Opening our doors for Kabbalat Shabbat brings all kinds of people to the place where I work and pray. Our Masorti synagogue has been filled to the brim every Friday night in June thus far, and many are joining us for the first time. I came across two Haredi men standing near the entryway last week.
“It’s not for you,” said the older gentleman to the younger.
“But what is it?” the younger one asked.
“Reformim,” was the reply. “They use tablets and phones on Shabbat. I’ve seen it.”
I approached them.
“Masorti, Conservativi actually” I said in Hebrew. A conversation ensued. After a few minutes, the older of the two gentlemen went off to shul elsewhere, but his friend lingered.
“What’s the difference between what you do and what we do?” he asked. “Do you pray three times a day? Holidays? What about Shabbat? What’s the difference?”
I told him that for me – while the Haredi world and the world I live in are different in so many ways – when you peel away the layers of cultural and legal interpretation of Judaism, the main difference between his world and mine is Masorti/Conservative Judaism’s approach to the role of women in Jewish life.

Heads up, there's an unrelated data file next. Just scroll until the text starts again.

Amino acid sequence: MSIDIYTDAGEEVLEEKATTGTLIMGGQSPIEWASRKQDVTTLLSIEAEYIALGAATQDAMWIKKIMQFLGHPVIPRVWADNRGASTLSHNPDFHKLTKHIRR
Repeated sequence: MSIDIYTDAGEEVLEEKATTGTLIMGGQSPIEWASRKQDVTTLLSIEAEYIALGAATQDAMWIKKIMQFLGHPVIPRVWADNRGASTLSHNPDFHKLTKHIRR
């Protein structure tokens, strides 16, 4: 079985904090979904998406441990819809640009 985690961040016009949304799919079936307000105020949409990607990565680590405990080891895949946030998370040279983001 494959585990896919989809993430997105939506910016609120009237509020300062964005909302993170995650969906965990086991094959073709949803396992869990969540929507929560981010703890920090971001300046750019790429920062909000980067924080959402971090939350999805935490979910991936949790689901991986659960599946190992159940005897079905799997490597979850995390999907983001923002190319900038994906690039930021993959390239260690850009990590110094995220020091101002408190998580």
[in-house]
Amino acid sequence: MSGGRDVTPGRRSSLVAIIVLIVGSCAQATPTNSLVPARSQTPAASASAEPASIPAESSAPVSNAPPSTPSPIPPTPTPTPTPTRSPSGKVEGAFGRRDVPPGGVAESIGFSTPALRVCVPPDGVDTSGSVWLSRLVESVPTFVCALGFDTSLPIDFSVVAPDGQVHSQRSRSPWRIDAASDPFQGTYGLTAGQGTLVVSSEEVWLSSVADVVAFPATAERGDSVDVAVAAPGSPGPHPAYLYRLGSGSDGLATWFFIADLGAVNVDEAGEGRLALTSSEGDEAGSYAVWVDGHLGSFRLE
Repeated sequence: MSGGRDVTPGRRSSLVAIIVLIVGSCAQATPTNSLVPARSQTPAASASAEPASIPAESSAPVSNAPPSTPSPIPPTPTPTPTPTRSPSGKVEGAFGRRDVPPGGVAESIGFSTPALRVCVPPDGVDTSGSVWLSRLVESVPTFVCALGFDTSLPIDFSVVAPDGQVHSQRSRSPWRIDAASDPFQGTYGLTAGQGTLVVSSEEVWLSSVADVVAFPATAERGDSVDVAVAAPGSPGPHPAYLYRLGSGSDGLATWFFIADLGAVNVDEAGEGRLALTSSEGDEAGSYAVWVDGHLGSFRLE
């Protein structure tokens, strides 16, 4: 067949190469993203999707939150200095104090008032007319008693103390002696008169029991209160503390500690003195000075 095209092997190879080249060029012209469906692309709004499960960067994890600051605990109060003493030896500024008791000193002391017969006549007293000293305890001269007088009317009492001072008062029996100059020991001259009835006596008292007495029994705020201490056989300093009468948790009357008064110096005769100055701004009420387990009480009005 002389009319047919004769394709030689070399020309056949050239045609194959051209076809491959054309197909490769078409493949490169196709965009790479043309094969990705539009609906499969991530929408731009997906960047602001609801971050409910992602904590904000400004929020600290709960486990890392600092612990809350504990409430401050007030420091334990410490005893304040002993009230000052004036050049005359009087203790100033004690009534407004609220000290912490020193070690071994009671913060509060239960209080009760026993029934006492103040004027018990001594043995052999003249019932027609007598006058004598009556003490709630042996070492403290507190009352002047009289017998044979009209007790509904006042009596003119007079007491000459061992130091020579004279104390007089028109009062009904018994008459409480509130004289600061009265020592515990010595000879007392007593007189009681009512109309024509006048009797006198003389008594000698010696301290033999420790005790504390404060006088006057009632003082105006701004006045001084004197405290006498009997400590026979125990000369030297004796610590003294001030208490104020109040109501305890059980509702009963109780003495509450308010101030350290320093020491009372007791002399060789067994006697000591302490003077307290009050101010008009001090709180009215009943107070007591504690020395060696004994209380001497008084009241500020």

“We believe in egalitarianism,” I said. “A woman can take on every religious obligation just like a man. They’re equal.”
“All of the mitzvot?”
“Yes,” I said. “All that they want and can.”
“Let me see your prayer book,” he said, stepping into the lobby with me. I pulled one of the shelves and he leafed through it. “It’s the same,” he said. “It’s the same as ours.”
Then he looked at his watch and I looked at mine, the sweet melodies of more than 200 people singing flowing into the cool breeze in the heart of Jerusalem just before Shabbat. It was time for him to go. We shook hands.
“What is the gentleman’s name?” he asked me, and I told him.
“And yours?” I asked.
“Eliyahu,” he said.
As Eliyahu – or Elijah – walked down the hill towards the Old City, I thought of how far away the day when Elijah will come to see Jerusalem’s countless communities intermingling in peace seems to be. I imagined a famous scene from the midrash, Elijah seated on the ground just a stone’s throw from FJC at the gates of the ruined Temple, wrapping and unwrapping his bandages each day, each bandage symbolic of the wounds of time as we wait for redemption. And I thought of Gedali in Isaac Babel’s magnificent short story of the same name.
“The Sabbath is coming,” Babel writes. ”Gedali, the founder of an impossible International, has gone to the Synagogue to pray.”
Even in times of the impossible, it is for moments like these, moments of a glimpse of the impossible International, moments where we just might find Gedali or Eliyahu on our doorstep reaching out a hand in curiosity and peace, that our doors are always open.